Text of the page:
ALAN HOBBS: My name is Alan Hobbs and I'm from Mountain View. I did my first tele turn in 1985. A very shaky one.
STEVE: And, what got you started doing it?
ALAN HOBBS: Ahh, just friends, I suppose. I was living in Australia at the time, skiing in the Australian Alps. And everyone I knew did tele skiing and it was the thing to do. I just loved it. For ski touring it gave me a lot more freedom, being able to turn properly.
STEVE: What do you think you're going to get out of the festival today?
ALAN HOBBS: I want to correct a few bad habits. You know I've got a few things I know I do wrong, and I want to try and see what I can do about those.
STEVE: What do you think you're going to be able to do once you leave here?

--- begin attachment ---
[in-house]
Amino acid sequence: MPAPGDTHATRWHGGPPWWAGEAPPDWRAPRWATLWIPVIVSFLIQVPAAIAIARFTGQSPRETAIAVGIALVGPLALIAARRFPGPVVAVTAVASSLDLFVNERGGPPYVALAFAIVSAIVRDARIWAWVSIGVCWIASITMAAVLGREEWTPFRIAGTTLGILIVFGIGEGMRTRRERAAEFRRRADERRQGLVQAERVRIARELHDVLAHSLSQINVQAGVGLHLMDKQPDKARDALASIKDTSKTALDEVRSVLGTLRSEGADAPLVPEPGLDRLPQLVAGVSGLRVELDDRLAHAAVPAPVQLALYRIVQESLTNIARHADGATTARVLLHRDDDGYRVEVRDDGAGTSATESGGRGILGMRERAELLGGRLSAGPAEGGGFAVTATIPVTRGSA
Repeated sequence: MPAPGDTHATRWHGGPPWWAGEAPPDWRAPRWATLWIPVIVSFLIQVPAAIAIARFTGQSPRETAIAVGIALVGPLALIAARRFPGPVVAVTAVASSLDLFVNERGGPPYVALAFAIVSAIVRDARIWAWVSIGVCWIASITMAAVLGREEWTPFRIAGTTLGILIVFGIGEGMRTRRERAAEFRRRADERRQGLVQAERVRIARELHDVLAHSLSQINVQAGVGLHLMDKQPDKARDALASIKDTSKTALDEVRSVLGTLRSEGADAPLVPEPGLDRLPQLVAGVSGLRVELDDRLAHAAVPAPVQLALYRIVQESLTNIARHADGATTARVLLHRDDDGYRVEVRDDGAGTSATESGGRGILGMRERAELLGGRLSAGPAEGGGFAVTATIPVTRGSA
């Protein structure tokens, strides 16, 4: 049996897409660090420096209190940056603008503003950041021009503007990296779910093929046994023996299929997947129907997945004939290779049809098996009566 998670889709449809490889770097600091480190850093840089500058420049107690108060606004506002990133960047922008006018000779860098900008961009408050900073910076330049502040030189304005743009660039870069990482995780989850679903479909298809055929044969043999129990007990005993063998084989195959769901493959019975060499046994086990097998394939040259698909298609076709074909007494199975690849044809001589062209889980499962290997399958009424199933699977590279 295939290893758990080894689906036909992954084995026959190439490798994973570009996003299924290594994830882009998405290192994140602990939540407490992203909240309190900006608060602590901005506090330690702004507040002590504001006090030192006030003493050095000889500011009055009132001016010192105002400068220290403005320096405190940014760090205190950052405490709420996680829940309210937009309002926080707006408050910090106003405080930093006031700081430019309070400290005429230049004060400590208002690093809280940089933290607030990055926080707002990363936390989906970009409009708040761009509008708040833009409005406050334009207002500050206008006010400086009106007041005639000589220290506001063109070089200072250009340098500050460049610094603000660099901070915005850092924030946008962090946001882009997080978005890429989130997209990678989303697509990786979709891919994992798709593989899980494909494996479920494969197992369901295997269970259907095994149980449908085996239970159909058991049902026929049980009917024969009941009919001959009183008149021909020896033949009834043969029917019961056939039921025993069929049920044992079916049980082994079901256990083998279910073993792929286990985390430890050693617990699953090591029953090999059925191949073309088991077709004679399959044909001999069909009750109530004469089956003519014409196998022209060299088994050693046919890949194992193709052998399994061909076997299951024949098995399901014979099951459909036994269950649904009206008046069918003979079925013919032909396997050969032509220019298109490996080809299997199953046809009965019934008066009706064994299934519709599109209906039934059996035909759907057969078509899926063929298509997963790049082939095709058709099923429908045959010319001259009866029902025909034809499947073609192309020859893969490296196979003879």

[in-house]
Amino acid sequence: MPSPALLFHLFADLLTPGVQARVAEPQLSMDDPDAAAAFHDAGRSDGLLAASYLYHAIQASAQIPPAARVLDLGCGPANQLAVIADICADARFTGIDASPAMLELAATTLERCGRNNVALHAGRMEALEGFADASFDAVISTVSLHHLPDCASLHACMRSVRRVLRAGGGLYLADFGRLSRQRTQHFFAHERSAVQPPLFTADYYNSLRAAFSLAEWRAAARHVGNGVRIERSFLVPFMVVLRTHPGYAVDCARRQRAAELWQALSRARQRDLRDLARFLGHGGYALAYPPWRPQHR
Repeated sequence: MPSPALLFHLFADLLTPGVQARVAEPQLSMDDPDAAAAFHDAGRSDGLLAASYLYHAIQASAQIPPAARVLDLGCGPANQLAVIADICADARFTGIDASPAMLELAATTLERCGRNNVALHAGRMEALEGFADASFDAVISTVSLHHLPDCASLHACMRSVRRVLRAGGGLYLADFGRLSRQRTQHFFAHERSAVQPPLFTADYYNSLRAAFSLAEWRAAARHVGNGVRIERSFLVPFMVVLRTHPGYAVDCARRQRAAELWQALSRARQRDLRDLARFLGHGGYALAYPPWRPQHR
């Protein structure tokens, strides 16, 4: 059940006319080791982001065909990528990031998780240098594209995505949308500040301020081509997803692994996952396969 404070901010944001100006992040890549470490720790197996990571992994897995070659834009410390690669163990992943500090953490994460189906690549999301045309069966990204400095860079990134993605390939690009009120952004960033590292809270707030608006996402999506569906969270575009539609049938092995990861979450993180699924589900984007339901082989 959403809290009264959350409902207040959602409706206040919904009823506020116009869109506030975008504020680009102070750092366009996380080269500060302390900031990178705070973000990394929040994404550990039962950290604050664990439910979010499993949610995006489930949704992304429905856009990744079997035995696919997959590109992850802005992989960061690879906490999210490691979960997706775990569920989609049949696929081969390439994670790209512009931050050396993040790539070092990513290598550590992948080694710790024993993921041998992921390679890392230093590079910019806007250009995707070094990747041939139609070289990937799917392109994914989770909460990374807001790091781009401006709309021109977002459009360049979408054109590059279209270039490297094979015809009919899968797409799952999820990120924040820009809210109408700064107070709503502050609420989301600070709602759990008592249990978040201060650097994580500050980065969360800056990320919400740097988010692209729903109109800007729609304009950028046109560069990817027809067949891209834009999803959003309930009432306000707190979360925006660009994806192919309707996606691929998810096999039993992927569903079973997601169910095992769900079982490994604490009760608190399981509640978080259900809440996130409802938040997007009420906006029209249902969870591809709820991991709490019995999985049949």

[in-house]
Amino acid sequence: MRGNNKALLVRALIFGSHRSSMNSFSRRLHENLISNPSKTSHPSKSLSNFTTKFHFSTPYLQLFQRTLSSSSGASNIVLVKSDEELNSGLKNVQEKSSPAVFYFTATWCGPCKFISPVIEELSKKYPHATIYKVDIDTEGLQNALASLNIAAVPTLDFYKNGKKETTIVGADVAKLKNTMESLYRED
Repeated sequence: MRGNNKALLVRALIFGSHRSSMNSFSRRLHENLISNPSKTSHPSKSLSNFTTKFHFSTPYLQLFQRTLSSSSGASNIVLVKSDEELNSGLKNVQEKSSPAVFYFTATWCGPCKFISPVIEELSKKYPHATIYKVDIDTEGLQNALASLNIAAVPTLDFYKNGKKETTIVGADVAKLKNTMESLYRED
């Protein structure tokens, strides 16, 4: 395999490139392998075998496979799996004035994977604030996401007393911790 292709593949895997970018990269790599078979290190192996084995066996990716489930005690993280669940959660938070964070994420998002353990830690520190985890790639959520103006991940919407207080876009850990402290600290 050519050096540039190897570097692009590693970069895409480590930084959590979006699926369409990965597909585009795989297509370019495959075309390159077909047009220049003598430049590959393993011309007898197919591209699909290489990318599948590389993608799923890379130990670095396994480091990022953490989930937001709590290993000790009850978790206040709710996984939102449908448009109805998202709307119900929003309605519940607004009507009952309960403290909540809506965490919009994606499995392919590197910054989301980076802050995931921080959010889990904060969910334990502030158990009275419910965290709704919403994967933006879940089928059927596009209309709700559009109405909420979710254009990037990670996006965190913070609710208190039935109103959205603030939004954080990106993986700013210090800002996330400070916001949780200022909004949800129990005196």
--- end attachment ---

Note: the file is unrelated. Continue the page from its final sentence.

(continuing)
ALAN HOBBS: Probably fall over less, maybe make tighter turns. Not be so cautious about going down the hill.
STEVE: Is this all about spending more time in the backcountry, or spending more time at the resort here?
ALAN HOBBS: A bit of both. You know I started out as a backcountry skier, but I've kind of turned into a bit of a resort tele skier, which I'm a bit ashamed of, you know. But to be honest I'm a bit more of a resort skier now I think. But I want to be able to be better too for touring.
STEVE: Gear manufacturers were there, loaning out their latest for the skiers to try.
RAMSEY: Getting fitted out here. A beautiful ski, blue.
JUSTIN SINGER: ...let's have you pop-in here...
RAMSEY: OK. He's very, very helpful and attentive, even with the boa in his eyes.
STEVE: So you're trying these out mostly for resort skiing or for backcountry skiing?
RAMSEY: For all around. You know, I have, I just got some new G3's last year, but you know you just want to check out different skis and see how they ski. I'm actually looking for some bigger powder skis, even though mine are mid-fat.
STEVE: The G3's she mentions are a brand of ski. Her name is Ramsey from South Lake Tahoe, and she tried the blue skis in one of the classes.